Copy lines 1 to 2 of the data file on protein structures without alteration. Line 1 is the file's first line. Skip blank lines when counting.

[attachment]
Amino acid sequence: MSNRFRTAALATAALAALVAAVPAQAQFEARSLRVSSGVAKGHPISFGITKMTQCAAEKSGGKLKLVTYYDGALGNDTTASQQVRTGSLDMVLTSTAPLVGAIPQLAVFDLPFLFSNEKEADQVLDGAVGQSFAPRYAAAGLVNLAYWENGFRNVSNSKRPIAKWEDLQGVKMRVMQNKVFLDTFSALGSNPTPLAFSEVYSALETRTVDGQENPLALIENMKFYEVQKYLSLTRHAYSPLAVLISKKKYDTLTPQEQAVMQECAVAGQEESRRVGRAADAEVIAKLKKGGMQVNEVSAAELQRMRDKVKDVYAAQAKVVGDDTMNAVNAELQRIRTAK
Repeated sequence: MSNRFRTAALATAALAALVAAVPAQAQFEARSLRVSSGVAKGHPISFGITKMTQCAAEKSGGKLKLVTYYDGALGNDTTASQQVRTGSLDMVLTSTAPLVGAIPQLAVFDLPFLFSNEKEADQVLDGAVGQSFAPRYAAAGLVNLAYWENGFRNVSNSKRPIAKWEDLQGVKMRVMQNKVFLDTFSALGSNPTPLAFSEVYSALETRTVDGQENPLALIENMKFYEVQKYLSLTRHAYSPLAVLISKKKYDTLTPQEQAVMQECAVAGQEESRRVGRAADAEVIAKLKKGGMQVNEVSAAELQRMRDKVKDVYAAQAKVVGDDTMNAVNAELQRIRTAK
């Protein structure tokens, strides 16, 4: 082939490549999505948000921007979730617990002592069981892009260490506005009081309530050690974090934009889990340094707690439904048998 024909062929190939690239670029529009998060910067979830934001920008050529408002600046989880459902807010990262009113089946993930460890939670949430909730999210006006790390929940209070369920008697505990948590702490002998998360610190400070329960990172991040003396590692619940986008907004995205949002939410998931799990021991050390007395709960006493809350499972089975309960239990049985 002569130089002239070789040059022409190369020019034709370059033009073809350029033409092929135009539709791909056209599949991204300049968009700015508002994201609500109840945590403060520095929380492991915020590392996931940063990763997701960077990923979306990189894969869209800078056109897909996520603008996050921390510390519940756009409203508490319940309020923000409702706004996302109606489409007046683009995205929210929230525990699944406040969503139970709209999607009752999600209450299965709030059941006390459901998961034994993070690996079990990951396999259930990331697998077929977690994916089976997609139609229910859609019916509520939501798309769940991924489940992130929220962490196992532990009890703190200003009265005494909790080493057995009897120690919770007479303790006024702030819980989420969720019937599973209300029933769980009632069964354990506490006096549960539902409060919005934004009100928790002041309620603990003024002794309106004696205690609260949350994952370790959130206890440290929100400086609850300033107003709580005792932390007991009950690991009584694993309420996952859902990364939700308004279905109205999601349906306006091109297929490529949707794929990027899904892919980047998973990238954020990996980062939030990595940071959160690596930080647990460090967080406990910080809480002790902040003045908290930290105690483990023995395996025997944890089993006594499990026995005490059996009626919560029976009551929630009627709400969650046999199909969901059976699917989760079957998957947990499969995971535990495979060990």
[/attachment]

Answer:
Amino acid sequence: MSNRFRTAALATAALAALVAAVPAQAQFEARSLRVSSGVAKGHPISFGITKMTQCAAEKSGGKLKLVTYYDGALGNDTTASQQVRTGSLDMVLTSTAPLVGAIPQLAVFDLPFLFSNEKEADQVLDGAVGQSFAPRYAAAGLVNLAYWENGFRNVSNSKRPIAKWEDLQGVKMRVMQNKVFLDTFSALGSNPTPLAFSEVYSALETRTVDGQENPLALIENMKFYEVQKYLSLTRHAYSPLAVLISKKKYDTLTPQEQAVMQECAVAGQEESRRVGRAADAEVIAKLKKGGMQVNEVSAAELQRMRDKVKDVYAAQAKVVGDDTMNAVNAELQRIRTAK
Repeated sequence: MSNRFRTAALATAALAALVAAVPAQAQFEARSLRVSSGVAKGHPISFGITKMTQCAAEKSGGKLKLVTYYDGALGNDTTASQQVRTGSLDMVLTSTAPLVGAIPQLAVFDLPFLFSNEKEADQVLDGAVGQSFAPRYAAAGLVNLAYWENGFRNVSNSKRPIAKWEDLQGVKMRVMQNKVFLDTFSALGSNPTPLAFSEVYSALETRTVDGQENPLALIENMKFYEVQKYLSLTRHAYSPLAVLISKKKYDTLTPQEQAVMQECAVAGQEESRRVGRAADAEVIAKLKKGGMQVNEVSAAELQRMRDKVKDVYAAQAKVVGDDTMNAVNAELQRIRTAK